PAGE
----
SPAC: Stateful Pages and Components

SPAC is a custom JavaScript framework for client-side, single-page web applications. It stands for “Stateful Pages, Actions and Components”. Its design goal is to provide robust and simple entities that help you to structure apps. Pages and components provide the HTML, JavaScript functions and UI interactions. Actions govern external API calls. You define these entities in plain JavaScript, load up the central controller, and your app is ready to be served. Read the development journey of SPAC in my series: https://admantium.com/category/spac-framework/.

SPAC’s state management follows a clear line: State is kept inside pages, and components always access the state of their enclosing page. This simplifies state propagation between components. This article is an in-depth review of the state management functions in SPAC.

This article originally appeared at my blog.

Ongoing Example: ApiBlaze Index Page

To better understand the concepts of SPAC, we will use an example: ApiBlaze, a tool for searching open API specifications. Read more about its features in the ApiBlaze blog series.

When you start ApiBlaze, it will show a page with a search bar and a (yet not visible) popup. The page object is implemented as follows:

As you see, it defines two <div> elements to which the components will be attached. And how is this done?

Initial State & Adding Components

Both the state and the components are defined in the mount() method of the page.

As you see in Line 10, we define the initial state as having two variables: apiSearchQuery and apiSearchResults. In line 11 and 12, we add the search bar and the search result component, passing to each the query selector at which it will output its HTML.

Injecting State Management

In these few lines of code, shared state is already implemented. When an instance of the page object is created, the constructor triggers the addComponents() method. This method fulfills the convention that any page object contains the state for all its components, and state updates on component objects are passed to the page. We do this by injecting state handling methods of the page object into the component instances.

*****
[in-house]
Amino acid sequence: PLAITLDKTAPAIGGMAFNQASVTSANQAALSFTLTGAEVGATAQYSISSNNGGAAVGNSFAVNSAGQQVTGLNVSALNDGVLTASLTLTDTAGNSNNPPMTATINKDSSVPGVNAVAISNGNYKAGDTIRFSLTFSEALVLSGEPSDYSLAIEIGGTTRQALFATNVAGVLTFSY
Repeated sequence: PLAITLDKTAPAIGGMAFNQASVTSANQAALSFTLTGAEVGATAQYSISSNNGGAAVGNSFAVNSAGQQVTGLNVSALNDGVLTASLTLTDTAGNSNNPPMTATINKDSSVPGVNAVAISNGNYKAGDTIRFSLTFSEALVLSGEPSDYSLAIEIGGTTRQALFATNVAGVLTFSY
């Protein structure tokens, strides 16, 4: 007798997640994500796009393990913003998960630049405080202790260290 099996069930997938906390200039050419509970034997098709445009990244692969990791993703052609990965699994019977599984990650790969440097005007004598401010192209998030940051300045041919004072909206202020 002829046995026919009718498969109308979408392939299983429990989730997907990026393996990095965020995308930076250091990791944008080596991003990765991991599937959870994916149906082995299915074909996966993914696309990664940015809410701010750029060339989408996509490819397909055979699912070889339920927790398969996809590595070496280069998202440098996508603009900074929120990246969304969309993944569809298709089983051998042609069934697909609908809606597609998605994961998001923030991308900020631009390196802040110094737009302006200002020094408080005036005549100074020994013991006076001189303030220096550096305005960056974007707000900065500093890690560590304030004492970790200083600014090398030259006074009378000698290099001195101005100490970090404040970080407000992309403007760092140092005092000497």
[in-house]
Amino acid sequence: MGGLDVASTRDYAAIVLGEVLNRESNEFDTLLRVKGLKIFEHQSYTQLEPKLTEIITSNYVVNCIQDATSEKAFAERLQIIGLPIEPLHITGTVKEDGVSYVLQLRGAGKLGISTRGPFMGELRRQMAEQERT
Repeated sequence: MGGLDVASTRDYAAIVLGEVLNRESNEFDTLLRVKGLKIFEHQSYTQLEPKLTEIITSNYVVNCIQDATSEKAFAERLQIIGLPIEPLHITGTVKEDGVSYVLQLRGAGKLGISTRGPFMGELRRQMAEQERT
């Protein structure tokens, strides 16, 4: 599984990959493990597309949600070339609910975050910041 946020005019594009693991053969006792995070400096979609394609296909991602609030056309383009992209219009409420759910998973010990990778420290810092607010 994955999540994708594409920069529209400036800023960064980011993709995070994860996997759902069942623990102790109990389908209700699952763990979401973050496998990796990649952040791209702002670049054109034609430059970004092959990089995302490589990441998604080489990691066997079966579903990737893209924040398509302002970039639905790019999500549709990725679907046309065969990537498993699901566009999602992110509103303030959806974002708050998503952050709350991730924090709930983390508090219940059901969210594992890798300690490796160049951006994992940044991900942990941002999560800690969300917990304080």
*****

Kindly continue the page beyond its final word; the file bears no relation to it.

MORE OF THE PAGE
Lets go through this code:

  • Line 3 and 4: Define the fields updateState and getState which reference the components methods with the same name. By using bind, method calls on the component are actually executed in the context of this page
  • Line 5: The new component is added to the page’s component list

Reading and Updating State

Every component of a page uses the very same methods: getState() and updateState(). These methods are implemented as follows:

A page’s state is a shared object, and each component has full access to the state. Therefore, when the following statements are executed …

… the state would result in this object.

Coupling Component State

Because of the shared state, it is simple for a component to be dependent on another components state. In the dependent components render() method, you use the getState() to read the state. And with this method, you can read any variable of the state.

Following our example, let’s assume that the ApiSearchResultsComponent also prints the current search value. Here is the HTML:

The next time that ApiSearchResultsComponent is rendered, it reflects the updated state.

Page Re-Rendering Details

Whenever a pages’ state changes, it calls refresh() and triggers a re-rendering of itself and all registered components. To make things easy, I do not implement a complex event handling system, but simply call refresh() on all components.

At the time of writing, component refreshes completely overwrite the current DOM, its HTML, possible inline styles and event handlers. This is a known limitation, especially when compared to Reacts approach where the shadow DOM only replaces the real DOM when changes occur, however there are no current plans to change this.

Conclusion

This article explained the details of state management by following an example from ApiBlaze. State management in SPAC is simplified by a convention: Components do not hold state by themselves, but use methods for reading and updating the state that are injected by their enclosing page. State is shared between the page and all its components. And by default, any state change in the page triggers a refresh of the pages and components DOM.

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